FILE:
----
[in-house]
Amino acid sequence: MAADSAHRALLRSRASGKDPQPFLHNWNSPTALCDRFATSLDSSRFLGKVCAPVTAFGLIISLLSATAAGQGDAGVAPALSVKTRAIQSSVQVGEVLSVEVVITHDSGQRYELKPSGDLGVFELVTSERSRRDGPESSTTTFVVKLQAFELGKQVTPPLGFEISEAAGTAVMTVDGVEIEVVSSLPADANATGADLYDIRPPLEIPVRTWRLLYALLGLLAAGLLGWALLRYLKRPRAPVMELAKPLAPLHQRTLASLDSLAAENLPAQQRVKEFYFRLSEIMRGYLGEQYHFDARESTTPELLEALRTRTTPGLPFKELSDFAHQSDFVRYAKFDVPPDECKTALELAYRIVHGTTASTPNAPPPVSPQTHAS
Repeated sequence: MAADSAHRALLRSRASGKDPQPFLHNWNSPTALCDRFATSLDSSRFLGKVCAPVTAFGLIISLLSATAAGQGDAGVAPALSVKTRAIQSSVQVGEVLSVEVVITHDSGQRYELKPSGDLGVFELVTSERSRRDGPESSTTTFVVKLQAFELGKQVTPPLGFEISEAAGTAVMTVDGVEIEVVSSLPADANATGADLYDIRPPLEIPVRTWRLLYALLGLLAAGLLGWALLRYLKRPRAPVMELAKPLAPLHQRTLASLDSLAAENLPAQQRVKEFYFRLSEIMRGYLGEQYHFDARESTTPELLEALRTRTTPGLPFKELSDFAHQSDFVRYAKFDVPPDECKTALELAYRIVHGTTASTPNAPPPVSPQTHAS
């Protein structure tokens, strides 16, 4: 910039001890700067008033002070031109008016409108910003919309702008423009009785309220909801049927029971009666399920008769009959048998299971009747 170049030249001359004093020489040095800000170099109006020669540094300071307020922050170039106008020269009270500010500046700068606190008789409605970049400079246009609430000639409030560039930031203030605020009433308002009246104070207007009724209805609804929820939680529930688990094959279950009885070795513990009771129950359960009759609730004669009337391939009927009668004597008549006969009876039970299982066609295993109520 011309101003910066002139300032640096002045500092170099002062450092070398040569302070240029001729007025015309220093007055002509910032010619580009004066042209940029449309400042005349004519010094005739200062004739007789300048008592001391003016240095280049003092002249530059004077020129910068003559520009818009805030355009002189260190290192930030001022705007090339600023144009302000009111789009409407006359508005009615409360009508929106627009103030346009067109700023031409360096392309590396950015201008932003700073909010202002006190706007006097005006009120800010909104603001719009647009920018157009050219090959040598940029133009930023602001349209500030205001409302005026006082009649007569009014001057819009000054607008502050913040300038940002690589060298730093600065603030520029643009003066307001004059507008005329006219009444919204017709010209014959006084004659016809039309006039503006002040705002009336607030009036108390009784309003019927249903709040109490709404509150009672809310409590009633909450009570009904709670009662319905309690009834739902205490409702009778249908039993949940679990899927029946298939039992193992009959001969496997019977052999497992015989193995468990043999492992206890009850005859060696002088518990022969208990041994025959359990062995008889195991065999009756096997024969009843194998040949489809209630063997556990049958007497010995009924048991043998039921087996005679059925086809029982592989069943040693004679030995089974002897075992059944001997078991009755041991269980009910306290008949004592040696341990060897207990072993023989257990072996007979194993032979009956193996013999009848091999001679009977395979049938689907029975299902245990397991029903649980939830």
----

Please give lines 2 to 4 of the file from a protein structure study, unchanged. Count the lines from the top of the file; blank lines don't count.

Amino acid sequence: MAADSAHRALLRSRASGKDPQPFLHNWNSPTALCDRFATSLDSSRFLGKVCAPVTAFGLIISLLSATAAGQGDAGVAPALSVKTRAIQSSVQVGEVLSVEVVITHDSGQRYELKPSGDLGVFELVTSERSRRDGPESSTTTFVVKLQAFELGKQVTPPLGFEISEAAGTAVMTVDGVEIEVVSSLPADANATGADLYDIRPPLEIPVRTWRLLYALLGLLAAGLLGWALLRYLKRPRAPVMELAKPLAPLHQRTLASLDSLAAENLPAQQRVKEFYFRLSEIMRGYLGEQYHFDARESTTPELLEALRTRTTPGLPFKELSDFAHQSDFVRYAKFDVPPDECKTALELAYRIVHGTTASTPNAPPPVSPQTHAS
Repeated sequence: MAADSAHRALLRSRASGKDPQPFLHNWNSPTALCDRFATSLDSSRFLGKVCAPVTAFGLIISLLSATAAGQGDAGVAPALSVKTRAIQSSVQVGEVLSVEVVITHDSGQRYELKPSGDLGVFELVTSERSRRDGPESSTTTFVVKLQAFELGKQVTPPLGFEISEAAGTAVMTVDGVEIEVVSSLPADANATGADLYDIRPPLEIPVRTWRLLYALLGLLAAGLLGWALLRYLKRPRAPVMELAKPLAPLHQRTLASLDSLAAENLPAQQRVKEFYFRLSEIMRGYLGEQYHFDARESTTPELLEALRTRTTPGLPFKELSDFAHQSDFVRYAKFDVPPDECKTALELAYRIVHGTTASTPNAPPPVSPQTHAS
């Protein structure tokens, strides 16, 4: 910039001890700067008033002070031109008016409108910003919309702008423009009785309220909801049927029971009666399920008769009959048998299971009747 170049030249001359004093020489040095800000170099109006020669540094300071307020922050170039106008020269009270500010500046700068606190008789409605970049400079246009609430000639409030560039930031203030605020009433308002009246104070207007009724209805609804929820939680529930688990094959279950009885070795513990009771129950359960009759609730004669009337391939009927009668004597008549006969009876039970299982066609295993109520 011309101003910066002139300032640096002045500092170099002062450092070398040569302070240029001729007025015309220093007055002509910032010619580009004066042209940029449309400042005349004519010094005739200062004739007789300048008592001391003016240095280049003092002249530059004077020129910068003559520009818009805030355009002189260190290192930030001022705007090339600023144009302000009111789009409407006359508005009615409360009508929106627009103030346009067109700023031409360096392309590396950015201008932003700073909010202002006190706007006097005006009120800010909104603001719009647009920018157009050219090959040598940029133009930023602001349209500030205001409302005026006082009649007569009014001057819009000054607008502050913040300038940002690589060298730093600065603030520029643009003066307001004059507008005329006219009444919204017709010209014959006084004659016809039309006039503006002040705002009336607030009036108390009784309003019927249903709040109490709404509150009672809310409590009633909450009570009904709670009662319905309690009834739902205490409702009778249908039993949940679990899927029946298939039992193992009959001969496997019977052999497992015989193995468990043999492992206890009850005859060696002088518990022969208990041994025959359990062995008889195991065999009756096997024969009843194998040949489809209630063997556990049958007497010995009924048991043998039921087996005679059925086809029982592989069943040693004679030995089974002897075992059944001997078991009755041991269980009910306290008949004592040696341990060897207990072993023989257990072996007979194993032979009956193996013999009848091999001679009977395979049938689907029975299902245990397991029903649980939830």